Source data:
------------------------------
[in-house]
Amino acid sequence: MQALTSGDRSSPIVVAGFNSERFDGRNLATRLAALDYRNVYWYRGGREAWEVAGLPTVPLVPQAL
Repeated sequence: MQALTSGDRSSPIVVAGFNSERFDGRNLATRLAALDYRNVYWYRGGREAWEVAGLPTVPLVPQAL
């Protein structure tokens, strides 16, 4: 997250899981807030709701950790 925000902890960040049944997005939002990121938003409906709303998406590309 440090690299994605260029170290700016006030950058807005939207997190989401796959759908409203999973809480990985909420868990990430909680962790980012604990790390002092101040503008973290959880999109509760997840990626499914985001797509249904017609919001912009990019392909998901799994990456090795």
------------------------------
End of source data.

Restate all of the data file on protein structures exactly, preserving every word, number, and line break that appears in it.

[in-house]
Amino acid sequence: MQALTSGDRSSPIVVAGFNSERFDGRNLATRLAALDYRNVYWYRGGREAWEVAGLPTVPLVPQAL
Repeated sequence: MQALTSGDRSSPIVVAGFNSERFDGRNLATRLAALDYRNVYWYRGGREAWEVAGLPTVPLVPQAL
């Protein structure tokens, strides 16, 4: 997250899981807030709701950790 925000902890960040049944997005939002990121938003409906709303998406590309 440090690299994605260029170290700016006030950058807005939207997190989401796959759908409203999973809480990985909420868990990430909680962790980012604990790390002092101040503008973290959880999109509760997840990626499914985001797509249904017609919001912009990019392909998901799994990456090795």